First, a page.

True Quit founder Michael Gregory: ‘I can do without luxuries’

Michael is wise with his money, but even he’s willing to spend on the odd creative purchase (Picture: Supplied)

Michael Gregory, 56, is an entrepreneur and founder of True Quit, a ‘stop smoking’ programme, which tackles the physical and mental cravings of smoking through mindfulness techniques and laser therapy.

The program is designed to make your cravings disappear without willpower thanks to a technique that progressively retrains the brain not to generate cravings and eliminates ‘fight or flight’ withdrawals.

The quit smoking success rate is 86% for people who complete the programme, based on a 40% completion rate.

Michael, a divorced father of three grown-up sons, quit smoking up to 20 cigarettes a day at 30, after a 15-year habit.

He initially stopped with willpower, but still had mental cravings for the next ten years.

The True Quit Method helped him to retrain his brain to stop the cravings.

What was your first job?

It was working in a factory, making molded plywood sheets, for skateboards and wooden chairs. I had to get up at 4am and travel on public transport for two hours each way.

The experience of working in a factory was a real eye-opener and a real motivator to work hard and get educated, so that I would have options in life. At the time of working there during the summer of 1985, I was studying Philosophy and Economics at Macquarie University, in Sydney.

How much were you paid per hour?

Actually, I can hardly remember, but I think it was $9 (£2.50) an hour.

What is your money-no-object purchase?

If I truly had ‘money no object’ options, I’d fund several double-blind control studies to prove the effectiveness of the True Quit method and I’d provide free ‘stop smoking’ programs worldwide, in every language. If it was purely for me, I’d buy some land within walking distance of a really great beach, so I could walk down to surf each day.

micheal gregory

Michael has been keen to reduce the general effects of cigarette smoke on the population (Picture: Supplied)

Tell me about your first graduate job

It was as a superannation (pension) administrator in the insurance industry. I was looking for happiness and I thought holistic medicine could help me and other people (more than a career in economics or pension management) and this led to me to doing a Bachelor Of Applied Science degree, specialising in acupuncture.

I then joined forces with a business partner to set up a wellness centre, in 1996. The wellness center provided treatments with herbal medicine, acupuncture and psychotherapy. The business thrived, venture capital to expand nationally, but when the global financial crisis struck in 2008, it no longer proved viable and was closed. I then started consulting companies in the smoking cessation space and set up True Quit in 2012.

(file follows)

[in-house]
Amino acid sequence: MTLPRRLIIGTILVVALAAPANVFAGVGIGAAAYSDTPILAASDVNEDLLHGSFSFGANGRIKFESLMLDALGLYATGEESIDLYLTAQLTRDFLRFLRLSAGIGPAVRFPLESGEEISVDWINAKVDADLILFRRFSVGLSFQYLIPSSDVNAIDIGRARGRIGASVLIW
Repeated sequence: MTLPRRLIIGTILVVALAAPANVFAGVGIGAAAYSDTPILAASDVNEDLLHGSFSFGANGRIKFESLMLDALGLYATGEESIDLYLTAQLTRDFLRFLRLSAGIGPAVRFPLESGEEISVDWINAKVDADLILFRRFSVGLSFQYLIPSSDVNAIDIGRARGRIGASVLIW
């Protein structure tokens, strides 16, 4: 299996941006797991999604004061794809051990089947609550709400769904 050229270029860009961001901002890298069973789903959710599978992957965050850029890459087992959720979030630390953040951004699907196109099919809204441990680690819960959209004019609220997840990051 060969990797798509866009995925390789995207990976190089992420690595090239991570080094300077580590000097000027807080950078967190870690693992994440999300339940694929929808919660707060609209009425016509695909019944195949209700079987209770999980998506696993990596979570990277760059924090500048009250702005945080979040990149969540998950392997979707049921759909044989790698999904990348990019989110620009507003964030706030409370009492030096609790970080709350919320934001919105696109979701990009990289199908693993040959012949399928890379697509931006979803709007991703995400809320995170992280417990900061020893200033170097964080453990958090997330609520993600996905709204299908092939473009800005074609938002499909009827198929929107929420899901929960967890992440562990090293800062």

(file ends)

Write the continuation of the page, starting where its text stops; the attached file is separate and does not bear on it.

What luxury could you not give up?

To be honest, luxuries are nice, but I find them easy to do without, so I’d have to say surfing. Surfing might not seem like a luxury, but I think spending time doing it, when there’s so much work to do to make a difference, is a luxury.

What’s been your biggest financial regret?

I try not to harbor regrets because losses teach us so much. But it would have to be deciding not to earn Bitcoin rewards, when Bitcoin was $500 per coin, because I thought that the electricity costs would make it unviable unless it went to $1,000 per coin.

Has the way you worked changed over time?

I have worked remotely for eight years. When I started to work remotely in 2013, a lot of online collaboration tools didn’t exist. Now they do, my staff and I are able to work from anywhere in the world.

Apple's new 13-inch MacBook Pro starts at £1,349.  (Credit: Apple)

Michael fell for Apple’s 13-inch MacBook Pro and made it his latest impulse buy (Picture: Apple)

Spender or saver?

Both. But I like to put money to use to create benefit, so saving for its own sake, such as saving for the future tends to take a back seat.

Do you consider yourself savvy with your personal finances?

I’ve made a lot of mistakes in business by taking too much risk when I was younger. This has taught me to be frugal and more conservative. I’m still an optimist, but spend a lot more time looking at all sides before making a decision, but I’m not sure if that’s ‘savvy’?

Last impulse purchase?

My new MacBook M1 Pro. I love it!

Cash or card?

Card. Actually, it’s more like phone or watch these days.

What was the first thing you spent a lot of money on?

Establishing the acupuncture clinic in Australia in 1996, a first year after a BSc degree, specialising in acupuncture and gaining experience of Chinese medicine, in a hospital in Guangzhou, Guangdong Province, China

What has been your best investment?

Property in Australia and crypto, buying Cardano when it was one pence.

Do you own a home?

I could say I half own a home in Kiama, Australia, which is two hours south of Sydney on the coast. It has wooden floors, lots of windows and great sea views. I say half a home because I bought it with my sister, Sally, who sadly died last year.

For more on the quit smoking programme, visit True Quit.

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